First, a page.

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Discussion Starter · #1 ·
Hi, folks. Reading EPA brought me here. I wish I had learned about dirted tanks a long time ago. I have a 10g tank I will try converting.

But my big question/concern is for my big tank, 120g. It's in a covered patio, so receives a good amount of natural light. Substrate is gravel and sand (sand has spread out under all the gravel over time). Floating hornwort and duckweed grow like crazy, and a few anubias float about fairly happily. But I haven't succeeded in planting/growing anything else. Plants float back up out of the gravel and/or melt away. I wish I had known about dirted tanks and started it right, but now I'm not comfortable starting over because there are so many little critters (including fry, tons of shrimp, and a veritable army of MTS) and hard-to-catch fish in there, I'm afraid of hurting them by trying to remove them. So I'm looking for ways to improve the tank without draining it.

How can I add more plants to this tank? I thought about soaking dirt in separate tubs for a few months and then trying to add it to the tank, but I'm afraid that would be too messy to transfer. Hanging pots on the side for emergent plants? Potted plants in the bottom? And if so, what is the recommended container/media?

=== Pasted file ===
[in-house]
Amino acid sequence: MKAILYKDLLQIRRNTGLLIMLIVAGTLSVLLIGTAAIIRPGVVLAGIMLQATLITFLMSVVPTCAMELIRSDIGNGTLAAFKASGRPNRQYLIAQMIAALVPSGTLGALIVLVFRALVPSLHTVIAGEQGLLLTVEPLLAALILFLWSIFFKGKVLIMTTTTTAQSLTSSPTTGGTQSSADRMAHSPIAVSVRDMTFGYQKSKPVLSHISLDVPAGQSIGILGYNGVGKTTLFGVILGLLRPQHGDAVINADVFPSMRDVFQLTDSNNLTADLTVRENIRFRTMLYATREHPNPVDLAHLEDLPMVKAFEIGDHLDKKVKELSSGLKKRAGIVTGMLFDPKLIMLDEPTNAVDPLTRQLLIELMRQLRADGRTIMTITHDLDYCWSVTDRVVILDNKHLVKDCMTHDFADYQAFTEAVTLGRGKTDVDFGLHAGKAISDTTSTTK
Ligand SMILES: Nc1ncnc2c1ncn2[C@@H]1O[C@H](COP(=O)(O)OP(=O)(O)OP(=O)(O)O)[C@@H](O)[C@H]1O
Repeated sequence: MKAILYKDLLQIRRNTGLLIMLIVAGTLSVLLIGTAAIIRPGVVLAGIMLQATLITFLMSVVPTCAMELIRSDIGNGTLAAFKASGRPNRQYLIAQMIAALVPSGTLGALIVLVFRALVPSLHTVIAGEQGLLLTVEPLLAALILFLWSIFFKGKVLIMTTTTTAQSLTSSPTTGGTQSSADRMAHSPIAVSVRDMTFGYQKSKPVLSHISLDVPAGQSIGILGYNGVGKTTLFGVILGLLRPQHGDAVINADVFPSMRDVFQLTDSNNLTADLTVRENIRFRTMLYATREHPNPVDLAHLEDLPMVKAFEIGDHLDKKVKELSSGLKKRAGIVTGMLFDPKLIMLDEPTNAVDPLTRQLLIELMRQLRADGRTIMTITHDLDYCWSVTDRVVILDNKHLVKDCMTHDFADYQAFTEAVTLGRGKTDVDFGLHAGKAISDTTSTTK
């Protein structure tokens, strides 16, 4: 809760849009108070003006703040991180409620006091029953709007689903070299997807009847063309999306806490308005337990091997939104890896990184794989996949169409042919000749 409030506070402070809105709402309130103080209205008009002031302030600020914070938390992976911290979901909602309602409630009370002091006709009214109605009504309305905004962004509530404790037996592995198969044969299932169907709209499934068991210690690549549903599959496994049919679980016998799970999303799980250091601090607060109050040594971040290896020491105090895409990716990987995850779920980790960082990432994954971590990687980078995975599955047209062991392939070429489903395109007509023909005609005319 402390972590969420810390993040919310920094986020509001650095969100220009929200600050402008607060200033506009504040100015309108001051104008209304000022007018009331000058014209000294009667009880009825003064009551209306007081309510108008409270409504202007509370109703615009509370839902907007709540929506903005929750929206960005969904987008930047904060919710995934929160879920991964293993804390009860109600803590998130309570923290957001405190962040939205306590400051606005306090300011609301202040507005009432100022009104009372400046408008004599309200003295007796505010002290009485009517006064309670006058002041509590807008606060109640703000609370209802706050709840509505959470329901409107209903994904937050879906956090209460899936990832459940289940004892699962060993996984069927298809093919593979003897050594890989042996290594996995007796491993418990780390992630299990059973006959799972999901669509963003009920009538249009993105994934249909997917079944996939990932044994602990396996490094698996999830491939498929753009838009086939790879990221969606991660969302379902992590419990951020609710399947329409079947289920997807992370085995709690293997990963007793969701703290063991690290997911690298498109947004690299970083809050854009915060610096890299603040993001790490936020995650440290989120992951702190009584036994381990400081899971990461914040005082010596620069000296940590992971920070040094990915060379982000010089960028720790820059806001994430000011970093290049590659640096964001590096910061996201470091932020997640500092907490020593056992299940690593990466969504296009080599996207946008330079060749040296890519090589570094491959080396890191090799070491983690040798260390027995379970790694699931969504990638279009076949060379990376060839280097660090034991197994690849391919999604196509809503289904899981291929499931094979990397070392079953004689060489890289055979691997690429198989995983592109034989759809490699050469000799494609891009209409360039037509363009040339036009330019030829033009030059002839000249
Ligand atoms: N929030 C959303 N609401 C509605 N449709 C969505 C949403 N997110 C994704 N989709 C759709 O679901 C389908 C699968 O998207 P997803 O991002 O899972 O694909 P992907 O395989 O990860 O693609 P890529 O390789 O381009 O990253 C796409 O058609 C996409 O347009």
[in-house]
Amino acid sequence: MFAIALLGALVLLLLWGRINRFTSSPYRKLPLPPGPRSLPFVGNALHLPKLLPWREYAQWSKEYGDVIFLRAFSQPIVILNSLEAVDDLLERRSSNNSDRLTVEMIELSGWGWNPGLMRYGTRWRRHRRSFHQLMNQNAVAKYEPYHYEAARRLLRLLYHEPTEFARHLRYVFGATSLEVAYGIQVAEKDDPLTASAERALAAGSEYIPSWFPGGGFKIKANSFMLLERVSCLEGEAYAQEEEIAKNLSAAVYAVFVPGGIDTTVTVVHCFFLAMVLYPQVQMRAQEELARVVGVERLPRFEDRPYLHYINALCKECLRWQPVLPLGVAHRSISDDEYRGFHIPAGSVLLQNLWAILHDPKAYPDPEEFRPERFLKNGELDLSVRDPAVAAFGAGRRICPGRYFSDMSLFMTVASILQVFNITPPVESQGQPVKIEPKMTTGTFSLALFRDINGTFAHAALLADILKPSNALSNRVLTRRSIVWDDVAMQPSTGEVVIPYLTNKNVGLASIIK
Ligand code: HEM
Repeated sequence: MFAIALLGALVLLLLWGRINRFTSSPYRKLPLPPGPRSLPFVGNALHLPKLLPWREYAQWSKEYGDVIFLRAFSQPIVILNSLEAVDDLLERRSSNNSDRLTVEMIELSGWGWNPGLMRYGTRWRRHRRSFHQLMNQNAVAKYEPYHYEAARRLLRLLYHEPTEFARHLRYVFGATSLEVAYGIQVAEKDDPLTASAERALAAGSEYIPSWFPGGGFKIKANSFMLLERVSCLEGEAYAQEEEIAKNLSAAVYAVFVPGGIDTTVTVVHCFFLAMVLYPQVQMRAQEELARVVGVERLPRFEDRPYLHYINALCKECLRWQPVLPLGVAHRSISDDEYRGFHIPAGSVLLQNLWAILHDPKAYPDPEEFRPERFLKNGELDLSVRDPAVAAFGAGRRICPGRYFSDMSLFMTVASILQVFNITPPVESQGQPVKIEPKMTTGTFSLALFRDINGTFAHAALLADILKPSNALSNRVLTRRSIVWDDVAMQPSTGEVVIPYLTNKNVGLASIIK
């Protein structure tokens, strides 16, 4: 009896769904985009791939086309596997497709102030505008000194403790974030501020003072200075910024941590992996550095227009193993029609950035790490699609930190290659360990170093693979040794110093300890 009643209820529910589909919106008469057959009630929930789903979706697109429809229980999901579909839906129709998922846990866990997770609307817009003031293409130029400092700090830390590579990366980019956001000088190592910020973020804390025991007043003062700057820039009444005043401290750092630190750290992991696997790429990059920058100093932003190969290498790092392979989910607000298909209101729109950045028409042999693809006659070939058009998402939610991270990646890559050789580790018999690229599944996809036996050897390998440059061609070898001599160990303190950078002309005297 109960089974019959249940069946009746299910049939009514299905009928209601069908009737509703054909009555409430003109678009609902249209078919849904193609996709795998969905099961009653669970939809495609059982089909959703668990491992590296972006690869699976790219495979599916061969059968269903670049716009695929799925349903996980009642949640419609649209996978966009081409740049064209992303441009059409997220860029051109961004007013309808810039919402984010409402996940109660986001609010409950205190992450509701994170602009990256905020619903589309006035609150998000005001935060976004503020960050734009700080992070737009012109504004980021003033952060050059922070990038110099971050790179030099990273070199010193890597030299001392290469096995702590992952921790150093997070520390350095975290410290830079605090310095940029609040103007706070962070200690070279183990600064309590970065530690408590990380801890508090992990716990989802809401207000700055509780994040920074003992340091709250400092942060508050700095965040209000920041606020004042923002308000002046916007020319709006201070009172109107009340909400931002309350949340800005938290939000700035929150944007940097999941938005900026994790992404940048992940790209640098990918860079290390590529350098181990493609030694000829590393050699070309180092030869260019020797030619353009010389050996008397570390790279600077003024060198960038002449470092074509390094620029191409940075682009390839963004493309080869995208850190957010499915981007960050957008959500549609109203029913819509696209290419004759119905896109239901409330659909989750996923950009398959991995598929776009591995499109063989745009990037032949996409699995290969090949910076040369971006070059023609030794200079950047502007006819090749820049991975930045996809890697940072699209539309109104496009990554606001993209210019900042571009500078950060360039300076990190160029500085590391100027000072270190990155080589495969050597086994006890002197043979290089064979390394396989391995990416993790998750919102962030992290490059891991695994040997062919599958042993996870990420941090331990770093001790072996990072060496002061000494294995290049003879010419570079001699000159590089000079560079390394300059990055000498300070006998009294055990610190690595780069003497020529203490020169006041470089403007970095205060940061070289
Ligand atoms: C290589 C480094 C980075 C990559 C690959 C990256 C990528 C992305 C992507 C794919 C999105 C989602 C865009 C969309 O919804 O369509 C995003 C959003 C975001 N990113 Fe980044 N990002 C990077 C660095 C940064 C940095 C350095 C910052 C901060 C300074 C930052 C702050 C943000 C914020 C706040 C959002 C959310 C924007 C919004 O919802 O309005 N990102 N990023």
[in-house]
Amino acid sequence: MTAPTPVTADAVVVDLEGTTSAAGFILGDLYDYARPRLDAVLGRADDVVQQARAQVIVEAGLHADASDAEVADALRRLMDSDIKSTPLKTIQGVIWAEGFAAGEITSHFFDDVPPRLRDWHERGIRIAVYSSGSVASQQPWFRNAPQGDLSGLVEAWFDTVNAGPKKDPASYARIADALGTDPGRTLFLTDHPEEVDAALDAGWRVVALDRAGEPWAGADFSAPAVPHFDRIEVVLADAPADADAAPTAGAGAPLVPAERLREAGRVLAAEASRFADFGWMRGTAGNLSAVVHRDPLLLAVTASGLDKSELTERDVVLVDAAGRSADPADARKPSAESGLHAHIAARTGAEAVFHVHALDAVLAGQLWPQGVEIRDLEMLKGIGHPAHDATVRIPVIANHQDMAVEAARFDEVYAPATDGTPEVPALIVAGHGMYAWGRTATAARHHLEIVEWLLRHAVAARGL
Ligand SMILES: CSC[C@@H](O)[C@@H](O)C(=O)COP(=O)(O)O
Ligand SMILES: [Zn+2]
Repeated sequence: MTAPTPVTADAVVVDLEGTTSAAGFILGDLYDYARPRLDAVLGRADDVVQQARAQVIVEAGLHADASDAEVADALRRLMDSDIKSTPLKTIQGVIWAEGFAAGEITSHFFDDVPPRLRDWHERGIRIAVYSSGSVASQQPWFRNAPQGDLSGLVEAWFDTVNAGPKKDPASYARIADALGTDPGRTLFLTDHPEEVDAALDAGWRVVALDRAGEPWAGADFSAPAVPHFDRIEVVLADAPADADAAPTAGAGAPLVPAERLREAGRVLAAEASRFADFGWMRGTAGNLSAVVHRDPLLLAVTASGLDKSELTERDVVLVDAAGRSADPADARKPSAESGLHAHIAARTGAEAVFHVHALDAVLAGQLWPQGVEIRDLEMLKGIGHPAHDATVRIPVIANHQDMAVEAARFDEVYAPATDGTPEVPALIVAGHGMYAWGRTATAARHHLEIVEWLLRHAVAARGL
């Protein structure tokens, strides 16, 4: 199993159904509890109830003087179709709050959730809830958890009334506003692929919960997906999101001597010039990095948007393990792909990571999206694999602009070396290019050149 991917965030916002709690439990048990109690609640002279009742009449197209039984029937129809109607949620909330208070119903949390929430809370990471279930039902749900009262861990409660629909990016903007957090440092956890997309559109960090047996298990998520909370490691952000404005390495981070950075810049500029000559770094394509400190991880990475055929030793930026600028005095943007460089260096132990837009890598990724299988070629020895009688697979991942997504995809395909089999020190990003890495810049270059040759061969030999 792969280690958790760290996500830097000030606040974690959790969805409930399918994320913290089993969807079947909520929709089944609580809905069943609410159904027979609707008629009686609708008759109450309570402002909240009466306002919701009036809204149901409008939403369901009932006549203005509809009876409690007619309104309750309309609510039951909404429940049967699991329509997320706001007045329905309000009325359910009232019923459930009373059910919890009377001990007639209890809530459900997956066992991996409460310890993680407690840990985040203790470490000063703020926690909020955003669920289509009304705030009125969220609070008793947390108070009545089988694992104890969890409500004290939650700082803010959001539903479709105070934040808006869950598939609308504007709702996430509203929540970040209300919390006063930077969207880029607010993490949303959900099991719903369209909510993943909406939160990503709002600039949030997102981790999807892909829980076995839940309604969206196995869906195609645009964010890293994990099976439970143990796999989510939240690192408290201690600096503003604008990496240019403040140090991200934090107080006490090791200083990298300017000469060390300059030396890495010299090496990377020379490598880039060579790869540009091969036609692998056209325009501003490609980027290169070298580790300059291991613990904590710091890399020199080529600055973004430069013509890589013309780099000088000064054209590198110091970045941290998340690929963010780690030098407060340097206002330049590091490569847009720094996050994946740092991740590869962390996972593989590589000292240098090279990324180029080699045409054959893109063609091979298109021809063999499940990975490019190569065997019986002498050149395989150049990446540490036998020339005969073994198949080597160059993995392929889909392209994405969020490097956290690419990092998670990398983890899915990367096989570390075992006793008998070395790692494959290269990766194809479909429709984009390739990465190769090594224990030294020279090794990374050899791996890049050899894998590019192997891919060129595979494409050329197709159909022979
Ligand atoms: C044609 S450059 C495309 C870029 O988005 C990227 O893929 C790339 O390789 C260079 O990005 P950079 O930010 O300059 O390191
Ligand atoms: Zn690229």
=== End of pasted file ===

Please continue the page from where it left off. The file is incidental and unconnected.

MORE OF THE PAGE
A neighbor gave me a bucket filled with FlorinVolcanit RioOscuro-F that's been soaked for months already. Could I add that in select locations under the gravel as a sort of non-floating soil? Or is there another product that might work better in this situation?

All advice and suggestions appreciated. Thank you!
 

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Floating hornwort and duckweed grow like crazy, and a few anubias float about fairly happily. But I haven't succeeded in planting/growing anything else.
All of these plants are ones that do well in low nutrient conditions (especially duck weed). Dirt substrates all provide nutrients as well as fish waist or fertilizer. Plant need 14 nutrients to grow. If just one is missing the plant will not ground will eventually die.
 

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All of these plants are ones that do well in low nutrient conditions (especially duck weed). Dirt substrates all provide nutrients as well as fish waist or fertilizer. Plant need 14 nutrients to grow. If just one is missing the plant will not ground will eventually die.
Thanks! But what is the best way to manage a transition for an established tank? Potted plants only, or is there a substrate or method to add dirt without tearing the tank down?
 

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I would second the notion for potted plants. I cant see any way of transitioning the tank standard plabted tank without tearing everything down.

My advice would be to go over to Dianas website or her post on here about potted plants in guppy breeding tanks and read through those.
It is going to be a different look but its the only thing i can think is you are not tearing it down and starting from scratch.

It is a simular situation to what i was in a year ago with my betta tank, work with what i had or start over. Of course it was only 3 gal so much easier to make the decision to start over then with a 120gal.
 
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